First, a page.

Dating Apps vs. Marriage: Lessons When Considering Suite and ERP Integration

ERP integration Karen Roach/Adobe Stock

Come on. Admit it. You (or a friend) have used a dating application with no intent of finding a lasting relationship from it. In many ways, seeking and getting into such a one-off, short-term relationship is akin to using a standalone procurement module to achieve a means to an end (e.g., identified cost savings through a sourcing event). But long-lasting partnerships and marriage are different. These both require the equivalent of tightly integrating specific needs from each “source system” — and even true “integration” in the form of joint finances, (i.e. “closing the books” together).

Call us callous for linking love and partnership as a metaphor for procurement technology integration, but why not? As with lasting relationships, if there’s not true integration, it’s likely the partnership will end in break-up or at least dysfunction. Of course you don’t need to get into one of these, but most of us do. And the same can be said for how we end up using procurement technology, as well, or at least how we want to use procurement technology.

E-Procurement and ERP: Fling or Partnership?

E-procurement has been around since the heyday of earlier global ERP systems (think SAP R3) — or at least what we as procurement professionals (at the time) thought was e-procurement.

At the risk of dating ourselves, we remember discussing e-procurement with an old friend at a company in the midst of an early SAP system integration. At the time, this individual wanted a long-term relationship between the two systems, but in reality really, attempted to make a fling into something it wasn’t and couldn’t be.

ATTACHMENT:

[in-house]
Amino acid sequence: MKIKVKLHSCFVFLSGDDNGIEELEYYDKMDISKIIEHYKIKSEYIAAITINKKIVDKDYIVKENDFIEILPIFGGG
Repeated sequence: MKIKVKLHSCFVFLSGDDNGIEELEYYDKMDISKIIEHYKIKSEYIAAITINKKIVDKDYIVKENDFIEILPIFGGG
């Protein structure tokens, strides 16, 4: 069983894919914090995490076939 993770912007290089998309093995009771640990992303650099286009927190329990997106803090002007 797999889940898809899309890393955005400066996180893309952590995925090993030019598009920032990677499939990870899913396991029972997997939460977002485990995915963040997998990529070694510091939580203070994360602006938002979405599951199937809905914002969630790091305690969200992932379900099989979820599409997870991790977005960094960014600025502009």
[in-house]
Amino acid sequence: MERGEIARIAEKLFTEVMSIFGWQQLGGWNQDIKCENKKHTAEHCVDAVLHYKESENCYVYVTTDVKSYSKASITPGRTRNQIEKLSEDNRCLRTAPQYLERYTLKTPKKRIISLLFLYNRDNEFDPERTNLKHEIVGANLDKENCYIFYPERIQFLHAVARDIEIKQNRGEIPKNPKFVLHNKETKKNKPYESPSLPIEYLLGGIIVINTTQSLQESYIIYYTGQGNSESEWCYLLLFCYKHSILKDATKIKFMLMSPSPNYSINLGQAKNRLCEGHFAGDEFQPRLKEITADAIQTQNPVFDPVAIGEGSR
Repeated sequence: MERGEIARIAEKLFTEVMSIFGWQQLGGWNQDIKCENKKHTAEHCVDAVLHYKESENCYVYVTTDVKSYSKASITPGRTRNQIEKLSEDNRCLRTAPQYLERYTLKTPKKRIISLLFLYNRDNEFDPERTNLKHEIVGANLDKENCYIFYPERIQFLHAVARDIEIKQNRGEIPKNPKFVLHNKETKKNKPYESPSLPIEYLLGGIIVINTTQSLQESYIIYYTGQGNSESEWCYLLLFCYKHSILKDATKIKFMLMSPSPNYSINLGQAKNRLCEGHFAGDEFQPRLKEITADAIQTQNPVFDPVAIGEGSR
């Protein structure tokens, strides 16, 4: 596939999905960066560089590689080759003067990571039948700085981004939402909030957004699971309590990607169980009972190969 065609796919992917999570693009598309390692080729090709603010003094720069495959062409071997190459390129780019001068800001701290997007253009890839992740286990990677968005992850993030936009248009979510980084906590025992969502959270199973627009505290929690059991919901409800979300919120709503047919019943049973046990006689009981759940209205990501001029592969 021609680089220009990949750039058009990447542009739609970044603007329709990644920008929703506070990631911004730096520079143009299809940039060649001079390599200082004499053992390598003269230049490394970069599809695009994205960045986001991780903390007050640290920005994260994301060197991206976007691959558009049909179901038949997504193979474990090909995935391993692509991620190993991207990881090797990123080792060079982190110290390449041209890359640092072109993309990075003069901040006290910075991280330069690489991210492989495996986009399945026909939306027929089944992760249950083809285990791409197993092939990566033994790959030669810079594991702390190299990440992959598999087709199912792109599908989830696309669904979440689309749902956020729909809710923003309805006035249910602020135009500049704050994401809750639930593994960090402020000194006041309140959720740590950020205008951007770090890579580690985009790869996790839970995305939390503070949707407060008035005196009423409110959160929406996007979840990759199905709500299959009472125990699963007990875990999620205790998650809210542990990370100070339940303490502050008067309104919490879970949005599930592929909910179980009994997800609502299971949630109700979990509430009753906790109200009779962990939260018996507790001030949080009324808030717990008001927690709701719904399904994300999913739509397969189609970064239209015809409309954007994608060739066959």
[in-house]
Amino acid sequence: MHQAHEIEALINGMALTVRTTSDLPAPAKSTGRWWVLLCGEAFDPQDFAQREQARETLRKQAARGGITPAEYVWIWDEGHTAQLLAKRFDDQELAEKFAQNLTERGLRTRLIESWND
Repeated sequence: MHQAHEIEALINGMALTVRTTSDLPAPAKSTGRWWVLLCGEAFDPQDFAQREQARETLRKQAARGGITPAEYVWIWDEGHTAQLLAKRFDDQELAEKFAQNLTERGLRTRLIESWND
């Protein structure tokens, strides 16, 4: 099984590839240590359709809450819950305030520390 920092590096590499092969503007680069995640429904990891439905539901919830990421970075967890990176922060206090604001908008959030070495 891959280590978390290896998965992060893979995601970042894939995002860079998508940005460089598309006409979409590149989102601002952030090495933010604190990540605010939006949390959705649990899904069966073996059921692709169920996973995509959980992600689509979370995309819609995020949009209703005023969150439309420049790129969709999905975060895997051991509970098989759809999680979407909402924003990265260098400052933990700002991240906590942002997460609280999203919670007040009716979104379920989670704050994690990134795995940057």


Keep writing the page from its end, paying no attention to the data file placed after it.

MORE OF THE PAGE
The sad part today is that a lot of procurement professionals remain stuck in this reality. In practice, e-procurement requires a lot more than just enabling procurement requisitions in an enterprise system (ERP), going through an approvals process and sending information by email to suppliers. It also requires providing a simplified buying system for business users and enabling all types of compliance and collaboration with suppliers (and others) when questions arise, as well as providing a common system of record for all types of category, spend and supplier data.

Today, best-of-breed e-procurement solution capabilities are completely different from what an ERP use to do or what early ERP e-procurement applications were supposed to enable. This counts for integration as well (at least under ideal circumstances).

Procurement and ERP integration was somewhat of a black box in the past with little real value for the business. But today, the best of these solutions have evolved by integrating and transforming the procure-to-pay process into capabilities that go beyond simply making a PO electronic. Rather, working in partnership (i.e., in an integrated manner) they enable true cost optimization, compliance and even the ability to get more from suppliers besides just hitting a target price.

Marrying Legacy Systems and Procurement — It Can Work

Tightly coupled integrations between ERP and new procurement systems can even extend the value of purchasing itself to providing visibility and analytics into total lifecycle costs, invoicing/transactional connectivity, reduced administrative requirements for approvals and payments, improved tactical sourcing and more. This is marriage in the best of sense.